• Salaries in Singapore are generally paid monthly, before the last working day of each month.
  • A 13th-month salary bonus is not mandatory, but it is customary.

Social Contributions and Taxes

Employer Contributions
Central Provident Fund 7.50% – 17.00% (reduces progressively with age)
Skills Development Levy 0.25% (capped at SGD 11.25 / EUR 7.62)
Total 7.75% – 17.25%
Employee Contributions
Central Provident Fund 5.00% – 20.00% (reduces progressively with age)
Total 5.00% – 20.00%
Employee Income Tax
Up to SGD 20,000 per year 0.00%
Between SGD 20,001 and SGD 30,000 2.00%
Between SGD 30,001 and SGD 40,000 3.50%
Between SGD 40,001 and SGD 80,000 7.00%
Between SGD 80,001 and SGD 120,000 11.50%
Between SGD 120,001 and SGD 160,000 15.00%
Between SGD 160,001 and SGD 200,000 18.00%
Between SGD 200,001 and SGD 240,000 19.00%
Between SGD 240,001 and SGD 280,000 19.50%
Between SGD 280,001 and SGD 320,000 20.00%
From SGD 320,001 22.00%


Working Hours and Overtime

  • The legal working hours limit in Singapore is set at 44 hours per week.
  • Overtime work in Singapore is legally capped at 12 hours per day and 72 hours per month.
  • The payment for overtime work has to be at least 15% above the regular hourly rate of the employee.
  • The maximum monthly overtime pay for employees is set at SGD 4,500 (~EUR 3,050) for “non-workmen” (employees who are not involved in manual labor) and at SGD 2,600 (~EUR 1,760) for workmen.
  • Employers have to pay for overtime work of the previous month within 14 days of the salary period.

Vacation Days

  • Employees in Singapore who have completed more than three months of service have the right to an annual paid leave of at least 7 days in their first year of service. The number increases by one day for each year of service afterward.
  • The common practice in Singapore is for employers to grant their employees 14 to 20 days of paid leave after their first year of service.
  • Singapore celebrates 10 public holidays (11 days):
    • New Year’s Day: January 1st (1 day);
    • Chinese New Year: Between January and February (2 days);
    • Good Friday: Between March and April (1 day);
    • Labor Day: May 1st (1 day);
    • Vesak Day: Mid-May (1 day);
    • National Day: August 9 (1 day);
    • Deepavali: Between October and November (1 day);
    • Christmas Day: December 26 (1 day);
    • Hari Raya Puasa: First day after the Islamic month of Ramadan (1 day);
    • Hari Raya Haji: Two months after the Islamic month of Ramadan (1 day).

Parental Leave and Sick Leave

  • Pregnant employees who have been employed for more than three months before their child’s birth date are entitled to 16 weeks of maternity leave if the baby is Singaporean and 12 weeks if he is not. For the first and second child, the salary for the first eight weeks is fully paid by the employer and the remaining eight weeks are reimbursed by the government. From the birth of the third child, the entire duration of the maternity leave is covered by the government.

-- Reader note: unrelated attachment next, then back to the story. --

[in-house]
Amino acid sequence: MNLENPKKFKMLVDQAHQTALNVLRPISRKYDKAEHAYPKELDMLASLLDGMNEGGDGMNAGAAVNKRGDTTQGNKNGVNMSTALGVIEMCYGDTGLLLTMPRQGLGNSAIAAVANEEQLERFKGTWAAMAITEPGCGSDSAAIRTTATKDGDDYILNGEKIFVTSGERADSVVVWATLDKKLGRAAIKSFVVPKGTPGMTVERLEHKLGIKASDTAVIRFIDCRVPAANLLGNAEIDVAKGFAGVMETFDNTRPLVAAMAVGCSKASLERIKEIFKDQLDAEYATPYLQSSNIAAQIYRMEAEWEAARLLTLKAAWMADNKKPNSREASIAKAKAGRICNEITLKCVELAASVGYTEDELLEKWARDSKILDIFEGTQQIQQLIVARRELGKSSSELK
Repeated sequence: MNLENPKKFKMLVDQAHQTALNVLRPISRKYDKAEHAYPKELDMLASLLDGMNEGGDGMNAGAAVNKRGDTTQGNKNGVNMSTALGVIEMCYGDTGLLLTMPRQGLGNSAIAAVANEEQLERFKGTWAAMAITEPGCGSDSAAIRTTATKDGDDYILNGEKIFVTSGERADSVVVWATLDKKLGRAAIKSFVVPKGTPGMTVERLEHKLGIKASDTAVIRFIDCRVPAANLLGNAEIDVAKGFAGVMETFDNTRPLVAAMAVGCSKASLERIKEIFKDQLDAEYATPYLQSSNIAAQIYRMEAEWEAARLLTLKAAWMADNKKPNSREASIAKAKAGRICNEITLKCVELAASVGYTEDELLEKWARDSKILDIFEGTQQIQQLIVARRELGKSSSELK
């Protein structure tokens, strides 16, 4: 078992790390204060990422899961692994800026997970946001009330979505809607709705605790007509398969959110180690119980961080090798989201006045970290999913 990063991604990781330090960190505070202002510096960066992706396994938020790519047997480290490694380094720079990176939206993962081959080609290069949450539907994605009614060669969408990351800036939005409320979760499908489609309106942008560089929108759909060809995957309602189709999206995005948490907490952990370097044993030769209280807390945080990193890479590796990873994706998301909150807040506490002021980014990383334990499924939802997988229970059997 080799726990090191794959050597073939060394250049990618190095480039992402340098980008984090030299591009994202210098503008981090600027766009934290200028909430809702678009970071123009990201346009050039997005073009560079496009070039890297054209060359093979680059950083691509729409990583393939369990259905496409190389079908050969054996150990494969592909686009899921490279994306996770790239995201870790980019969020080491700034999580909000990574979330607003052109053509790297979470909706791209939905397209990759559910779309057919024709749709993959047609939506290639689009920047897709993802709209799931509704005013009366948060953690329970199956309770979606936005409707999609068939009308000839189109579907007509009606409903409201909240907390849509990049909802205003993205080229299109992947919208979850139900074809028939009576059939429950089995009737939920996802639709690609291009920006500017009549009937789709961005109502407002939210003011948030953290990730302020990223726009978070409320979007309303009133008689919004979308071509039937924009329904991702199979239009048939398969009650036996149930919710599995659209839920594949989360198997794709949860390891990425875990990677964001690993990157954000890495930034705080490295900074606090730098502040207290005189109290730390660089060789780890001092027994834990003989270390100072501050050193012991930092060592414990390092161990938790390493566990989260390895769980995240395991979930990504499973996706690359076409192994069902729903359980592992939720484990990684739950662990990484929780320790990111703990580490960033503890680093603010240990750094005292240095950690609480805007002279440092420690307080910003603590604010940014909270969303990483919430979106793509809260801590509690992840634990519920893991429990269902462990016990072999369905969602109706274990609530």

• Fathers who have been employed for more than three months are entitled to 2 weeks of paid paternity leave after their baby is born, to be taken within 16 weeks after the baby’s birth. The salary during the leave is covered by the Government Paid Paternity Leave fund.
  • Employees who have completed six months of service are entitled to 14 days of sick leave per year if their illness does not require hospitalization. The duration is extended to 60 days per year if hospitalization is required.
  • If employees have not completed six months of service, they are entitled to between 5 and 11 days of paid sick leave if no hospitalization is required and between 15 and 45 days if they need to stay at the hospital.
  • Employees have to inform their employer of their inability to work due to sickness within 48 hours and provide a medical certificate when they return to work.
  • Salaries are covered by the employer during paid sick leaves.

Notice Period

  • The notice period for employees wishing to resign depends on the time they have spent working at the service of their employer.
  • Employees who have worked for less than 26 weeks have to give one day’s notice.
  • Employees who have worked between 26 weeks and 24 months have to give one week’s notice.
  • Employees who have worked between 24 and 60 months have to give two weeks’ notice.
  • Employees who have worked more than 60 months have to give four weeks’ notice.

Disclaimer: Although we carefully researched and compiled the above information, we do not give any guarantee with respect to the actuality, correctness, and completeness.